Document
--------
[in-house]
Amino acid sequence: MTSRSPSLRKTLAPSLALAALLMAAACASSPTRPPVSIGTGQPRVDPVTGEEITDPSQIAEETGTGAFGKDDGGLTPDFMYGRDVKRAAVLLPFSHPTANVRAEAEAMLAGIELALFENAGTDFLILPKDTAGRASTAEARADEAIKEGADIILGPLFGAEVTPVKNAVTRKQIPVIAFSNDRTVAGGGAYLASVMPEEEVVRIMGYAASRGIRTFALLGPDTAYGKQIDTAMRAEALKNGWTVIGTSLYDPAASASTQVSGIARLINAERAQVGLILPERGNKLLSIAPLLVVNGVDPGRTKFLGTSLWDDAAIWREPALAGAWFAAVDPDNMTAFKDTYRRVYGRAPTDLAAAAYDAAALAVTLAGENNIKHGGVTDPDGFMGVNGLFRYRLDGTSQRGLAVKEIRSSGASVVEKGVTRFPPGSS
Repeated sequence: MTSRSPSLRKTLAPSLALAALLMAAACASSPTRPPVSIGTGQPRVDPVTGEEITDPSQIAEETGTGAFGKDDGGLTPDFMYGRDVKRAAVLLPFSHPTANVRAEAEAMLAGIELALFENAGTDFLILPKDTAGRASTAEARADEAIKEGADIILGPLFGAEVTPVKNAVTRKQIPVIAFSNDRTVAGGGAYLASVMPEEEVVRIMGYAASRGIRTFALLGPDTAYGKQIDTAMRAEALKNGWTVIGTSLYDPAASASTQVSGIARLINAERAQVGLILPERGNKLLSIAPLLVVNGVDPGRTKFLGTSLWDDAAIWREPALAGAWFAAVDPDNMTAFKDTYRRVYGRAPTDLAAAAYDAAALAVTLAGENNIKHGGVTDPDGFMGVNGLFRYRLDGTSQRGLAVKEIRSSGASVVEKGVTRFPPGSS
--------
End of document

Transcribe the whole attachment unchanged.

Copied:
[in-house]
Amino acid sequence: MTSRSPSLRKTLAPSLALAALLMAAACASSPTRPPVSIGTGQPRVDPVTGEEITDPSQIAEETGTGAFGKDDGGLTPDFMYGRDVKRAAVLLPFSHPTANVRAEAEAMLAGIELALFENAGTDFLILPKDTAGRASTAEARADEAIKEGADIILGPLFGAEVTPVKNAVTRKQIPVIAFSNDRTVAGGGAYLASVMPEEEVVRIMGYAASRGIRTFALLGPDTAYGKQIDTAMRAEALKNGWTVIGTSLYDPAASASTQVSGIARLINAERAQVGLILPERGNKLLSIAPLLVVNGVDPGRTKFLGTSLWDDAAIWREPALAGAWFAAVDPDNMTAFKDTYRRVYGRAPTDLAAAAYDAAALAVTLAGENNIKHGGVTDPDGFMGVNGLFRYRLDGTSQRGLAVKEIRSSGASVVEKGVTRFPPGSS
Repeated sequence: MTSRSPSLRKTLAPSLALAALLMAAACASSPTRPPVSIGTGQPRVDPVTGEEITDPSQIAEETGTGAFGKDDGGLTPDFMYGRDVKRAAVLLPFSHPTANVRAEAEAMLAGIELALFENAGTDFLILPKDTAGRASTAEARADEAIKEGADIILGPLFGAEVTPVKNAVTRKQIPVIAFSNDRTVAGGGAYLASVMPEEEVVRIMGYAASRGIRTFALLGPDTAYGKQIDTAMRAEALKNGWTVIGTSLYDPAASASTQVSGIARLINAERAQVGLILPERGNKLLSIAPLLVVNGVDPGRTKFLGTSLWDDAAIWREPALAGAWFAAVDPDNMTAFKDTYRRVYGRAPTDLAAAAYDAAALAVTLAGENNIKHGGVTDPDGFMGVNGLFRYRLDGTSQRGLAVKEIRSSGASVVEKGVTRFPPGSS